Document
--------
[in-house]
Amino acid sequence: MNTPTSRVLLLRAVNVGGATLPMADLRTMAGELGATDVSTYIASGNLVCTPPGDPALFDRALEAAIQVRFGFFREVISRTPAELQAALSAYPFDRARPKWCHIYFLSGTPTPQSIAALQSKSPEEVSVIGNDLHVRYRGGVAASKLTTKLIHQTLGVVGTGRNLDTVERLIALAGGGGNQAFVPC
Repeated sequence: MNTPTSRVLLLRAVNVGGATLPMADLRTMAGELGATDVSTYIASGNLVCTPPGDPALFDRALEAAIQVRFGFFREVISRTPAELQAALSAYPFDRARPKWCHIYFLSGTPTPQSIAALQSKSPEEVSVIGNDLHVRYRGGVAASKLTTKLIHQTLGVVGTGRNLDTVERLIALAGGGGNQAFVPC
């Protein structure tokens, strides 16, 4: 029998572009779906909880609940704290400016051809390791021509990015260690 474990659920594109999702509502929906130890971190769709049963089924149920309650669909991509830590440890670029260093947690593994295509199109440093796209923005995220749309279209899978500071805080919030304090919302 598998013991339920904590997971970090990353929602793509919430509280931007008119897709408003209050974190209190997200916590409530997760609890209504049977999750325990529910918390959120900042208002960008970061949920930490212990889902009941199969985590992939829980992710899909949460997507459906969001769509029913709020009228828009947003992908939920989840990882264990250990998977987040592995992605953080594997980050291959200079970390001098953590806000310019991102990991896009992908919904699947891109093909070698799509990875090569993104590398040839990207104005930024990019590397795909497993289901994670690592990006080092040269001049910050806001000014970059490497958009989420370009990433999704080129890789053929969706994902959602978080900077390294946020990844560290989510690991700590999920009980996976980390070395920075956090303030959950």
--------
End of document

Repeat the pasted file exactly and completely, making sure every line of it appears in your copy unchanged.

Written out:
[in-house]
Amino acid sequence: MNTPTSRVLLLRAVNVGGATLPMADLRTMAGELGATDVSTYIASGNLVCTPPGDPALFDRALEAAIQVRFGFFREVISRTPAELQAALSAYPFDRARPKWCHIYFLSGTPTPQSIAALQSKSPEEVSVIGNDLHVRYRGGVAASKLTTKLIHQTLGVVGTGRNLDTVERLIALAGGGGNQAFVPC
Repeated sequence: MNTPTSRVLLLRAVNVGGATLPMADLRTMAGELGATDVSTYIASGNLVCTPPGDPALFDRALEAAIQVRFGFFREVISRTPAELQAALSAYPFDRARPKWCHIYFLSGTPTPQSIAALQSKSPEEVSVIGNDLHVRYRGGVAASKLTTKLIHQTLGVVGTGRNLDTVERLIALAGGGGNQAFVPC
């Protein structure tokens, strides 16, 4: 029998572009779906909880609940704290400016051809390791021509990015260690 474990659920594109999702509502929906130890971190769709049963089924149920309650669909991509830590440890670029260093947690593994295509199109440093796209923005995220749309279209899978500071805080919030304090919302 598998013991339920904590997971970090990353929602793509919430509280931007008119897709408003209050974190209190997200916590409530997760609890209504049977999750325990529910918390959120900042208002960008970061949920930490212990889902009941199969985590992939829980992710899909949460997507459906969001769509029913709020009228828009947003992908939920989840990882264990250990998977987040592995992605953080594997980050291959200079970390001098953590806000310019991102990991896009992908919904699947891109093909070698799509990875090569993104590398040839990207104005930024990019590397795909497993289901994670690592990006080092040269001049910050806001000014970059490497958009989420370009990433999704080129890789053929969706994902959602978080900077390294946020990844560290989510690991700590999920009980996976980390070395920075956090303030959950």